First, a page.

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Salvation Army helps feed those in need

Lt. Chris Street takes care of the Salvation Army food bank in Port aux Basques.
Lt. Chris Street takes care of the Salvation Army food bank in Port aux Basques.

Summertime means the Salvation Army's food bank in Port aux Basques sees fewer clients.

But that doesn't mean the need for donations decreases.

Lt. Chris Street looks after the food bank, and said more people come in between October and April or May.

At the same time, Chris said more donations are made during those months.

He said the food bank gets a lot of goods from St. James Elementary School, St. James Regional High School and the Port aux Basques campus of the College of the North Atlantic.

With summer vacation in full swing, the donations from the schools have dried up until the fall.

"We have to work with what we've got," Chris said.

He said local churches are another big source of donations.

Street's wife Tonia, also a lieutenant with the Salvation Army, said the number of people who use the food bank varies but there are approximately 50 regular clients.

"But we might get someone once and never see them again," she said.

Tonia said sometimes they receive a call from someone who has previously used the food bank who just wants to say thanks for the support in a tough time.

Donations can usually be dropped off on weekdays between 10 and 11 a.m. at the Salvation Army.

Chris said the biggest need is for canned goods, but any non-perishable items are welcome.

Tonia also said donors should also check to make sure the items they're giving aren't expired.

But that doesn't mean the need for donations decreases.

Lt. Chris Street looks after the food bank, and said more people come in between October and April or May.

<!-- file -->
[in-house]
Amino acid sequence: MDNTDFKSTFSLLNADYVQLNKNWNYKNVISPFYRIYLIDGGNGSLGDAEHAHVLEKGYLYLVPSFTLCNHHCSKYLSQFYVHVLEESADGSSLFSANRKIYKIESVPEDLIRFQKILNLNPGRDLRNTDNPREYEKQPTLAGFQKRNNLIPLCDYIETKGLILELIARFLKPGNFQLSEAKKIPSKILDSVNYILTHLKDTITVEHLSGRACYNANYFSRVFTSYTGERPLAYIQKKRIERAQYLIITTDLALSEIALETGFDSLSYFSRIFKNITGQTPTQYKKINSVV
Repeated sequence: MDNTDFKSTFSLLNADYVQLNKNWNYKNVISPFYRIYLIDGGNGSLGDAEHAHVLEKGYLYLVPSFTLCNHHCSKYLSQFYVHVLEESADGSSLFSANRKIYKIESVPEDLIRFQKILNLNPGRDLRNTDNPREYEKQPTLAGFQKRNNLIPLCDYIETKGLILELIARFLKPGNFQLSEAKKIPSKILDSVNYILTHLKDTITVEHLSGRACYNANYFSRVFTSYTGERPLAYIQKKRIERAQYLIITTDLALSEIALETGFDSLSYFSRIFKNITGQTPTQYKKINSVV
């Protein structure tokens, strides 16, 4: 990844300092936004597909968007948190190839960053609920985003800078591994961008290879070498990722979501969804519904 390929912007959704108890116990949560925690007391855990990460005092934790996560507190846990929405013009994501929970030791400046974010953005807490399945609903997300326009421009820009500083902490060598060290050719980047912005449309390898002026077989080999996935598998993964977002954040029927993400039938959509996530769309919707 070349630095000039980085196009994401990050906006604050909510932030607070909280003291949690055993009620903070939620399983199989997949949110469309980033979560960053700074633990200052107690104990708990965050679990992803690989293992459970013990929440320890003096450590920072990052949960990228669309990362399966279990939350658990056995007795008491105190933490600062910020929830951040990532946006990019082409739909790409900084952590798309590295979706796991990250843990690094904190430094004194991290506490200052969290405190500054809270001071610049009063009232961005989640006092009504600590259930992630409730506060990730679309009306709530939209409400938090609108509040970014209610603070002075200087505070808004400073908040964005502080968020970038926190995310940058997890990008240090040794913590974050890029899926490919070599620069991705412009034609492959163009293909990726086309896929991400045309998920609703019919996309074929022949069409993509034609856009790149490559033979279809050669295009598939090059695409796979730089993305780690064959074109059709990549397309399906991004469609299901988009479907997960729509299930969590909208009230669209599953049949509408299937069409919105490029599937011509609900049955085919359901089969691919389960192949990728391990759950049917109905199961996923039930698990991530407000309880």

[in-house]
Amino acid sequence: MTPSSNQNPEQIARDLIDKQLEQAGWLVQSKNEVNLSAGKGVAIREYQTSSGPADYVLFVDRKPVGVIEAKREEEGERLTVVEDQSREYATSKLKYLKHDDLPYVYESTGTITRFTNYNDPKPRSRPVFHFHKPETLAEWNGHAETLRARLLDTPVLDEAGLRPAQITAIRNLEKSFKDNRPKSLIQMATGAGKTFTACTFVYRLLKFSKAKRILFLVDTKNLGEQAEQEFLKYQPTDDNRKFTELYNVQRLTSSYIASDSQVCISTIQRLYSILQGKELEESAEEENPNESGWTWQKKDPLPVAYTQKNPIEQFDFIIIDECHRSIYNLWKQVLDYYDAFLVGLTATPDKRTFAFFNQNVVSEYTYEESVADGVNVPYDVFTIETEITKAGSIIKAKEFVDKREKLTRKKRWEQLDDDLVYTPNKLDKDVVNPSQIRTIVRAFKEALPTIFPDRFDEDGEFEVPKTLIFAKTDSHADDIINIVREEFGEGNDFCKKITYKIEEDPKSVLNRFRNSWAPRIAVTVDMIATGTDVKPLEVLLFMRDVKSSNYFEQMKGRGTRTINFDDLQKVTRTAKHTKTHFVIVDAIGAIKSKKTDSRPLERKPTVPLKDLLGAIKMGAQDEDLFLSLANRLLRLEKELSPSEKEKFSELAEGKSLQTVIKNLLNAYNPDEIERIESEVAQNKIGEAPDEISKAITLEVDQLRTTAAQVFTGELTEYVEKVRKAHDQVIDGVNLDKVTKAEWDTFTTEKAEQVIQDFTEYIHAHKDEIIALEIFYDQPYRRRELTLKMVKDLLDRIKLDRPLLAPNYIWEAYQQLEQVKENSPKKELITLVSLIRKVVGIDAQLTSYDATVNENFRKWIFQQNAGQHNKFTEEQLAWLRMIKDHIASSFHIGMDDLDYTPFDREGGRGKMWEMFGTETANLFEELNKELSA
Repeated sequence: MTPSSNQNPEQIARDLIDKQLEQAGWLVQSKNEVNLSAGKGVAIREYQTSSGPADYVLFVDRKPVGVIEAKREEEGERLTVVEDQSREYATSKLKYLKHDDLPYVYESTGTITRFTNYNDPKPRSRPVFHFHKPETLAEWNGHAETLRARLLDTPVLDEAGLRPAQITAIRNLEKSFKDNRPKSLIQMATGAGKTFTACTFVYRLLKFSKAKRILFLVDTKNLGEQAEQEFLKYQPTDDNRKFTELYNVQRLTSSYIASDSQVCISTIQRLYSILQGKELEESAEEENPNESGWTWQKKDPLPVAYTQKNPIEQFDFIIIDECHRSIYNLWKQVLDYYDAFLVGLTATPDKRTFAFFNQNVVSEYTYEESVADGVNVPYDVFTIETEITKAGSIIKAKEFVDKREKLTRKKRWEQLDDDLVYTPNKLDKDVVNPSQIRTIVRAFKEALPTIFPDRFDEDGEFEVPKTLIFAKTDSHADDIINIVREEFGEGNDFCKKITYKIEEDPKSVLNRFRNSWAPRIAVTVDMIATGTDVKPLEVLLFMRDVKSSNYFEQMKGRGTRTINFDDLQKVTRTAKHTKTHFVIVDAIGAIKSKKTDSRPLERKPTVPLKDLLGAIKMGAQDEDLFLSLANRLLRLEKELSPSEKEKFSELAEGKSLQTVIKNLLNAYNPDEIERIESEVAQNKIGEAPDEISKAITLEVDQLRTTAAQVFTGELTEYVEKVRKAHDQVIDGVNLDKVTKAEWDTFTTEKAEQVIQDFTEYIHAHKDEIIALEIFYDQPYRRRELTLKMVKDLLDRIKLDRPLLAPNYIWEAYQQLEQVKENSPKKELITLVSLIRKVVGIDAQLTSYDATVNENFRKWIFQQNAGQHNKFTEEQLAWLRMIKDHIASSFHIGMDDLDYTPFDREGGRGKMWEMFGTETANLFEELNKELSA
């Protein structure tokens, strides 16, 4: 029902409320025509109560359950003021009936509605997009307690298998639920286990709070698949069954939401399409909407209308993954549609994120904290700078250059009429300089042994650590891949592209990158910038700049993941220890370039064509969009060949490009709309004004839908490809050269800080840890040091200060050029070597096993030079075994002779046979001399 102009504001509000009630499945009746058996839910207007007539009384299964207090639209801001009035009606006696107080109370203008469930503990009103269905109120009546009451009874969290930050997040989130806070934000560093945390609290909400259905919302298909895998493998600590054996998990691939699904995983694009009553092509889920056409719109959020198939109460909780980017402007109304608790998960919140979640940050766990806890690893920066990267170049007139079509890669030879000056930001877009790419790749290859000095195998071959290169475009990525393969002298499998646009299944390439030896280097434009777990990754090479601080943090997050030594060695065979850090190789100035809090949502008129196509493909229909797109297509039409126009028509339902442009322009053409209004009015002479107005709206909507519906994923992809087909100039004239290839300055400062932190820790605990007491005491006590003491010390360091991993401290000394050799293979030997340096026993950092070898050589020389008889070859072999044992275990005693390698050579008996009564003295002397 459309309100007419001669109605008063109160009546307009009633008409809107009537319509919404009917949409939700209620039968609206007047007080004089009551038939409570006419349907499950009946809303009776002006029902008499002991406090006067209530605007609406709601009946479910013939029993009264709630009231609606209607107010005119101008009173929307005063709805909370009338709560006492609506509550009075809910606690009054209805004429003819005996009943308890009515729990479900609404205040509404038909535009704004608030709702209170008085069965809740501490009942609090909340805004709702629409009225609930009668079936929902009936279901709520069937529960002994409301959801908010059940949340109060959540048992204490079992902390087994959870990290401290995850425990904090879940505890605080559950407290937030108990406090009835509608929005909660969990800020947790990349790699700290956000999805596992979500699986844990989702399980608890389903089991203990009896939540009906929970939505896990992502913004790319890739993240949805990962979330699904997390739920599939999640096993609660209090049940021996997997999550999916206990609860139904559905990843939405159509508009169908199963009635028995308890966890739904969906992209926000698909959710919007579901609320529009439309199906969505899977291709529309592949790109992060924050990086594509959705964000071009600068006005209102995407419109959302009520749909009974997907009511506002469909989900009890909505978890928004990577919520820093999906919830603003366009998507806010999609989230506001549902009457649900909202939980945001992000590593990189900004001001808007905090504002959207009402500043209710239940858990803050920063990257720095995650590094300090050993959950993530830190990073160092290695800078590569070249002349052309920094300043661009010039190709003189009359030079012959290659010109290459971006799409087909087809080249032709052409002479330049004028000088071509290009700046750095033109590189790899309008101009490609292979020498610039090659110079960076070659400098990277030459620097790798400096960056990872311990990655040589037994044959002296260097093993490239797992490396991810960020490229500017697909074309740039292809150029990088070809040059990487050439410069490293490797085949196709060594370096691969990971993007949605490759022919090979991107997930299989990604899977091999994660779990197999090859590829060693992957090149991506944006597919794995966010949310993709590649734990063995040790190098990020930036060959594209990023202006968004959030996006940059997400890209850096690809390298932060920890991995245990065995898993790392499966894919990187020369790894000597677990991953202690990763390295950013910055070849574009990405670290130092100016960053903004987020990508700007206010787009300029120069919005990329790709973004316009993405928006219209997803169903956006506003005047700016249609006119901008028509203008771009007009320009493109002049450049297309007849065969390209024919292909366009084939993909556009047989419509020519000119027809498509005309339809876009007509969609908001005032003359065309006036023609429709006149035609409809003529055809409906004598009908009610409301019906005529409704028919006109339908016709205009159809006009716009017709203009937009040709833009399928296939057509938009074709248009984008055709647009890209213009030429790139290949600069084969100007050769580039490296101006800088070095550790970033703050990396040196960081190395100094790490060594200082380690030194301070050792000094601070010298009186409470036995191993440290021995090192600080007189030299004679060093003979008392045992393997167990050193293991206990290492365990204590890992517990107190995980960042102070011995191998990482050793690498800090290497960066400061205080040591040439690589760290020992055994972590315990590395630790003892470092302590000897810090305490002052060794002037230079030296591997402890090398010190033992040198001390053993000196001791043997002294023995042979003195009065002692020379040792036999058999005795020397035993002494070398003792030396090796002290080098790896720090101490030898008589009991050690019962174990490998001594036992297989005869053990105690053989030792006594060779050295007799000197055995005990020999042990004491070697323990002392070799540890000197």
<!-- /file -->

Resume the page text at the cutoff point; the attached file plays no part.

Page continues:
At the same time, Chris said more donations are made during those months.

He said the food bank gets a lot of goods from St. James Elementary School, St. James Regional High School and the Port aux Basques campus of the College of the North Atlantic.

With summer vacation in full swing, the donations from the schools have dried up until the fall.

"We have to work with what we've got," Chris said.

He said local churches are another big source of donations.

Street's wife Tonia, also a lieutenant with the Salvation Army, said the number of people who use the food bank varies but there are approximately 50 regular clients.

"But we might get someone once and never see them again," she said.

Tonia said sometimes they receive a call from someone who has previously used the food bank who just wants to say thanks for the support in a tough time.

Donations can usually be dropped off on weekdays between 10 and 11 a.m. at the Salvation Army.

Chris said the biggest need is for canned goods, but any non-perishable items are welcome.

Tonia also said donors should also check to make sure the items they're giving aren't expired.

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